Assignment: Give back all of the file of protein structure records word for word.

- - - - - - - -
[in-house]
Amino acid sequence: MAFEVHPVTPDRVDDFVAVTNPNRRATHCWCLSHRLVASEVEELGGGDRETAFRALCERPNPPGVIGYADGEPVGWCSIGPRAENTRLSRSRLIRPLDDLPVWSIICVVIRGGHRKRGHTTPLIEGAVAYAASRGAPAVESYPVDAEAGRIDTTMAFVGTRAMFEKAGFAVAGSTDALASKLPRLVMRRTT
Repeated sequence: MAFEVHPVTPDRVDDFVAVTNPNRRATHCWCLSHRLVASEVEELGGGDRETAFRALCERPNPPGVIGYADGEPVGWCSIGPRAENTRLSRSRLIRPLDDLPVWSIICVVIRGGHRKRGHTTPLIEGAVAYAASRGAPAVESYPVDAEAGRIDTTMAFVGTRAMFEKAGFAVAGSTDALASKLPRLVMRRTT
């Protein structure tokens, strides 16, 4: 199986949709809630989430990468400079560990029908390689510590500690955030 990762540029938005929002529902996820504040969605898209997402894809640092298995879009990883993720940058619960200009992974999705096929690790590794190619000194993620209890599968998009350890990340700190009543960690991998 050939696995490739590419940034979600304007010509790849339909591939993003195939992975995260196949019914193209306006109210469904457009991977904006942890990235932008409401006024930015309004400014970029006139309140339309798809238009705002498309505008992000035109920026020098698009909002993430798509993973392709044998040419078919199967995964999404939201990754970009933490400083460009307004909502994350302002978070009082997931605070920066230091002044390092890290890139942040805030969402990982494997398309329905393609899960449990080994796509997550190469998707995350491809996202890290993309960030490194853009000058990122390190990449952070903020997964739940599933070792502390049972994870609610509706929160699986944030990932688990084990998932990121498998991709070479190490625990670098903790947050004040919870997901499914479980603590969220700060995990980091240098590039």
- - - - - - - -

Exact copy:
[in-house]
Amino acid sequence: MAFEVHPVTPDRVDDFVAVTNPNRRATHCWCLSHRLVASEVEELGGGDRETAFRALCERPNPPGVIGYADGEPVGWCSIGPRAENTRLSRSRLIRPLDDLPVWSIICVVIRGGHRKRGHTTPLIEGAVAYAASRGAPAVESYPVDAEAGRIDTTMAFVGTRAMFEKAGFAVAGSTDALASKLPRLVMRRTT
Repeated sequence: MAFEVHPVTPDRVDDFVAVTNPNRRATHCWCLSHRLVASEVEELGGGDRETAFRALCERPNPPGVIGYADGEPVGWCSIGPRAENTRLSRSRLIRPLDDLPVWSIICVVIRGGHRKRGHTTPLIEGAVAYAASRGAPAVESYPVDAEAGRIDTTMAFVGTRAMFEKAGFAVAGSTDALASKLPRLVMRRTT
């Protein structure tokens, strides 16, 4: 199986949709809630989430990468400079560990029908390689510590500690955030 990762540029938005929002529902996820504040969605898209997402894809640092298995879009990883993720940058619960200009992974999705096929690790590794190619000194993620209890599968998009350890990340700190009543960690991998 050939696995490739590419940034979600304007010509790849339909591939993003195939992975995260196949019914193209306006109210469904457009991977904006942890990235932008409401006024930015309004400014970029006139309140339309798809238009705002498309505008992000035109920026020098698009909002993430798509993973392709044998040419078919199967995964999404939201990754970009933490400083460009307004909502994350302002978070009082997931605070920066230091002044390092890290890139942040805030969402990982494997398309329905393609899960449990080994796509997550190469998707995350491809996202890290993309960030490194853009000058990122390190990449952070903020997964739940599933070792502390049972994870609610509706929160699986944030990932688990084990998932990121498998991709070479190490625990670098903790947050004040919870997901499914479980603590969220700060995990980091240098590039």